Coke Imperialism

1570 Words 7 Pages
On August 5, 2003, Coca Cola – the leading manufacturer, marketer and distributor of non – alcoholic beverages was faced with a grimed situation as CSE (The centre for science and the environment) issued a vilifying report against 12 major cold drink brands. The report stated that these brands sold near Delhi contained fatal pesticide residues. Apart from this, it was also alleged that the company was extracting water from ground water sources which led to water shortages, it was discharging harmful pollutants into fields and rivers which included the Ganges, and moreover it was selling toxic wastes as fertilizers which further polluted the soil and water table deeming the water unfit for consumption.
The CSE accusations was based on tests
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Conversely, the Coke products sold in the United States were ‘pesticide free’.
Coke is extremely popular in India accounting for 60 percent of the $1.6 billion soft drink market in India. However, despite this popularity, it is often viewed as a symbol of Western Culture Imperialism.
Consequently, this lead to the banning of Pepsi and Coca Cola products in Parliament by the Indian Government and several schools soon followed suit. In addition, the State government also sent several samples of the products to labs for testing. Coca Cola questioned the testing methods arguing that it was flawed. The dispute lasted for three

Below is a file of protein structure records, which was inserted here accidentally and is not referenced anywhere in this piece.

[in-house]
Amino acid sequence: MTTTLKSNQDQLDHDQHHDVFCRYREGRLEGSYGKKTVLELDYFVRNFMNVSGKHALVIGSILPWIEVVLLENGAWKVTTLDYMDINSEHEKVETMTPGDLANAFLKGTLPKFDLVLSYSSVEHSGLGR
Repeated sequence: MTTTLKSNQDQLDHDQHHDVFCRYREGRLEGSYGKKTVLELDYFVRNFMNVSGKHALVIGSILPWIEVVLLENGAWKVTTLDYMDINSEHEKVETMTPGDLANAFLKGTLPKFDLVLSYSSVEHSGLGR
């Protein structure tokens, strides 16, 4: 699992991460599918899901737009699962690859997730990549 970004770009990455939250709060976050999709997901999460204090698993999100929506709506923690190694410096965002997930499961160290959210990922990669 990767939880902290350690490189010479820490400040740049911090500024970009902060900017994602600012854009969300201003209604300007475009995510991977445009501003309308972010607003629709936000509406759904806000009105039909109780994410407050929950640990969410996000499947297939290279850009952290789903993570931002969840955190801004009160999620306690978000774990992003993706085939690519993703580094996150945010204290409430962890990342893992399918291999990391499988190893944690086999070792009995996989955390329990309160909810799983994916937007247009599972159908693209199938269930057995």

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The report, however, adversely affected customers trust in the company and this may enable competitors, like Dr. Pepper Snapple Group and Nestle S.A., to take advantage of the situation and increase their market share by acquiring the customers of Coke and Pepsico.
Threat of new entrants: The fall in the company’s image can also attract new competitors in entering the soft-drink market. The share of Coke and PepsiCo in the soft drink market in India is approximately 38% and 31% which together accounts for almost 70% of the entire soft drink market. The loss in customer loyalty would lead to a huge number of customers switching to other soft drink brands.
Threat of Substitutes: Apart from the soft-drink market, there are other brands like Gatorade and Rasna that have been competing with Coca-Cola in the beverage industry. Thus, Customers may swtich over to these brands or decide to switch to sports or power

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